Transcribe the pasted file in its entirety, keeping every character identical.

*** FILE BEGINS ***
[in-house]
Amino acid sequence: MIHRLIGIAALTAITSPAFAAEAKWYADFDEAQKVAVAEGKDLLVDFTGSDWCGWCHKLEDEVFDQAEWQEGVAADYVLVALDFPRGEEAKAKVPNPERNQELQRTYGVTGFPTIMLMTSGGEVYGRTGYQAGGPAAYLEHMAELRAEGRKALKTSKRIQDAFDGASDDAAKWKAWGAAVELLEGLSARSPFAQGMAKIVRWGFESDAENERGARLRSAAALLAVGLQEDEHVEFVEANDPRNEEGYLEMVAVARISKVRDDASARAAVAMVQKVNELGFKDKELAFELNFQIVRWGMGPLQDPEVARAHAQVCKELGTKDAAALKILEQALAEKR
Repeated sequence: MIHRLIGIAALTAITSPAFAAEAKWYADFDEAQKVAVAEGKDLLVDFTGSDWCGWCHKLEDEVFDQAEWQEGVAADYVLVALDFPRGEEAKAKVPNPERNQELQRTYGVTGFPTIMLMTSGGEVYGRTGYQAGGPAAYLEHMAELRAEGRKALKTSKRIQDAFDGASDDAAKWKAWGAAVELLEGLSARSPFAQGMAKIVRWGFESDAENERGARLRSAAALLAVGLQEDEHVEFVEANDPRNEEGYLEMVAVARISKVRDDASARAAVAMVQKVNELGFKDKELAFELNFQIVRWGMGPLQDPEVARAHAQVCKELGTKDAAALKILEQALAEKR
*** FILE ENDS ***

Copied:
[in-house]
Amino acid sequence: MIHRLIGIAALTAITSPAFAAEAKWYADFDEAQKVAVAEGKDLLVDFTGSDWCGWCHKLEDEVFDQAEWQEGVAADYVLVALDFPRGEEAKAKVPNPERNQELQRTYGVTGFPTIMLMTSGGEVYGRTGYQAGGPAAYLEHMAELRAEGRKALKTSKRIQDAFDGASDDAAKWKAWGAAVELLEGLSARSPFAQGMAKIVRWGFESDAENERGARLRSAAALLAVGLQEDEHVEFVEANDPRNEEGYLEMVAVARISKVRDDASARAAVAMVQKVNELGFKDKELAFELNFQIVRWGMGPLQDPEVARAHAQVCKELGTKDAAALKILEQALAEKR
Repeated sequence: MIHRLIGIAALTAITSPAFAAEAKWYADFDEAQKVAVAEGKDLLVDFTGSDWCGWCHKLEDEVFDQAEWQEGVAADYVLVALDFPRGEEAKAKVPNPERNQELQRTYGVTGFPTIMLMTSGGEVYGRTGYQAGGPAAYLEHMAELRAEGRKALKTSKRIQDAFDGASDDAAKWKAWGAAVELLEGLSARSPFAQGMAKIVRWGFESDAENERGARLRSAAALLAVGLQEDEHVEFVEANDPRNEEGYLEMVAVARISKVRDDASARAAVAMVQKVNELGFKDKELAFELNFQIVRWGMGPLQDPEVARAHAQVCKELGTKDAAALKILEQALAEKR